Archive for the ‘Allegory/Fable’ Category
Many believe that in today’s tortured times, humanity is mortally wounded. What if our pain manifested itself as visible light, and what if that pain was the most beautiful thing about us? What if the pain would cease and the light would radiate from us all?
In Kevin Brockmeier’s incandescent novel, his characters struggle to adapt to a new way of experiencing pain and loss and indeed, life itself. The author employs overlapping, fable-like narratives starting with Carol Ann whole life “seemed like one long litany of wounds.” Carol Ann had “known days of happiness and beauty, rate moments of motionless wonder, but trying to relive them was like looking out the window at night from a partially lit room.”
In the snow-encrusted archipelago of St. Haudaâ€™s Land, moth-winged bulls and a creature that can turn things white with her gaze share an island with more human lives: people who lose love as quickly as they gain it and who must struggle with the baggage of the past.
November 1, 2010
Â· Judi Clark Â· No Comments
Tags: Fairy Tales, Loss, Real Event Fiction, Small Town Â· Posted in: 2010 Favorites, Allegory/Fable, Contemporary, Debut Novel, Speculative (Beyond Reality), United Kingdom
What is the relationship between persecutors and their victims? In THE DEATH OF THE ADVERSARY â€“ poised on the brink of what soon will be one of the worldâ€™s most horrific tragedies â€“ an unnamed narrator in an unnamed country reflects on an unnamed figure who will soon ascend to power. Although the figure (â€śBâ€ť) is never revealed, it soon becomes obvious that he is Hitler and that the narrator is of Jewish descent.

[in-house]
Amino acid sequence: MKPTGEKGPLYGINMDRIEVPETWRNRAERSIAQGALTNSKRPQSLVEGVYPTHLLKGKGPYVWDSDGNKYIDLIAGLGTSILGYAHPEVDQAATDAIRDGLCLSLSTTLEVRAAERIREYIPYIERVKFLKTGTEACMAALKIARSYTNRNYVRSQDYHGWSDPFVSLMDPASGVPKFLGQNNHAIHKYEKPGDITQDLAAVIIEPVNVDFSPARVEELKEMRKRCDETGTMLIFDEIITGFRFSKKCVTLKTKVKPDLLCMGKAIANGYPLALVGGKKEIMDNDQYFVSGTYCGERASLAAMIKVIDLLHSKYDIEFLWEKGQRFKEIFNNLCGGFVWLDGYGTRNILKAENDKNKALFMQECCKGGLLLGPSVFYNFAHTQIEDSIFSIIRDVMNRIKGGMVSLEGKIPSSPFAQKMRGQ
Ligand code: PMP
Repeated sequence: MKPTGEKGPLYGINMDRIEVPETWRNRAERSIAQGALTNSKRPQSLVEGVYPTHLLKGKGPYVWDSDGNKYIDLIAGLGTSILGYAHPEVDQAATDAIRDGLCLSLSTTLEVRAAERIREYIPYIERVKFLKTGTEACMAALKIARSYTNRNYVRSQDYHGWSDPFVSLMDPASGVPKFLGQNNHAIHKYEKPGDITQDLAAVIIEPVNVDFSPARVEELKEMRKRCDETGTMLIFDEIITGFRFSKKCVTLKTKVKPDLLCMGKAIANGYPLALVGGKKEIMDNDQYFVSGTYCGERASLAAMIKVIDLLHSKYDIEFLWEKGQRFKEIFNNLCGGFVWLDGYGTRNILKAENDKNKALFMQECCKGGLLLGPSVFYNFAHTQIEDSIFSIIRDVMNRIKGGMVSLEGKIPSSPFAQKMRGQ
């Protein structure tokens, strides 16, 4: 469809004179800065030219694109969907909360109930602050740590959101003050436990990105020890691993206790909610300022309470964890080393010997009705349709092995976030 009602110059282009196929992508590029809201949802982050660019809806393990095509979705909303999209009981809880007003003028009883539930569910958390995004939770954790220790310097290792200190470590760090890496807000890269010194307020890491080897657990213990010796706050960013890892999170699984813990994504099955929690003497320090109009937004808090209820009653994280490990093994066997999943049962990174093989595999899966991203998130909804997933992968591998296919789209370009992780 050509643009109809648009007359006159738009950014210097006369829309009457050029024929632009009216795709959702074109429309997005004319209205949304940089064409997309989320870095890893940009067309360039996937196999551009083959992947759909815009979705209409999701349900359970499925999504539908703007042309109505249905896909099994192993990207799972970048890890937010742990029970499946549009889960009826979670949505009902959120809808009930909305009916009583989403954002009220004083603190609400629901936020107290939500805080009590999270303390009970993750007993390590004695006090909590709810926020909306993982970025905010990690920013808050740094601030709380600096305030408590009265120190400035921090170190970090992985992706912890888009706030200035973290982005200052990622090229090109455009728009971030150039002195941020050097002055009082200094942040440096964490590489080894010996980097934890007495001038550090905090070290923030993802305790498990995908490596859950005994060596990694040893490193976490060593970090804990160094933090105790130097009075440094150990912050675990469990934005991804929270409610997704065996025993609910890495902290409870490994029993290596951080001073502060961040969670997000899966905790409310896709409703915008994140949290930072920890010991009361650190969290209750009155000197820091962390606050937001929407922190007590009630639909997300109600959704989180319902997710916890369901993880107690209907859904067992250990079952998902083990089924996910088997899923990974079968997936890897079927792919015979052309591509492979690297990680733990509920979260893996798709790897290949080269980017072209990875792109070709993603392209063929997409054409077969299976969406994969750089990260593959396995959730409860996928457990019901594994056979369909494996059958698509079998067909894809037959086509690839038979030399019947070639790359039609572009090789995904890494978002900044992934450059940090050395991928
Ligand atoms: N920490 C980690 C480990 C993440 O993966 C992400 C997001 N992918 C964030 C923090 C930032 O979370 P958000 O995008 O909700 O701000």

There are many reasons we read: for enlightenment, escape, education, and in some rare instances, to confront ourselves with truths and insights we never would have encountered otherwise.
BRODECK is one of those rare instances. It is, quite simply, one of the best contemporary books I have ever read. And I have read a lot.
Iâ€™ve thought a great deal about this review, since beginning the book, in fact. (I wonder if even the word “review” is the right one. A review implies more than I think I can deliver.) This is no ordinary book and writing about it is not a normal experience. This book is big and thick and juicy and full of complexities, ripe with humor and allusion, digressions and insights. For this reader, it is the book of a dream. I mean that in two ways…
Baba Yaga is a star player in Eastern European myths. The Russian version involves a crackly old witch ready to spark terror in childrenâ€™s hearts. Croatian author Dubravka Ugresic, in her wonderful book, BABA YAGA LAID AND EGG, lays out modern-day interpretations of this age-old myth. These â€świtches,â€ť Ugresic tells us, are all around usâ€”old women limbs curling from arthritis, shuffling along, waiting, pondering the end of their lives. The book is laid out in three sectionsâ€”each a different take on the myth.
February 3, 2010
Â· Judi Clark Â· No Comments
Tags: Aging, Canongate, Croatia, Dubravka Ugresic, Myth Â· Posted in: Allegory/Fable, Croatia, End-of-Life, James Tiptree Winner, Literary, Russia, Translated, World Lit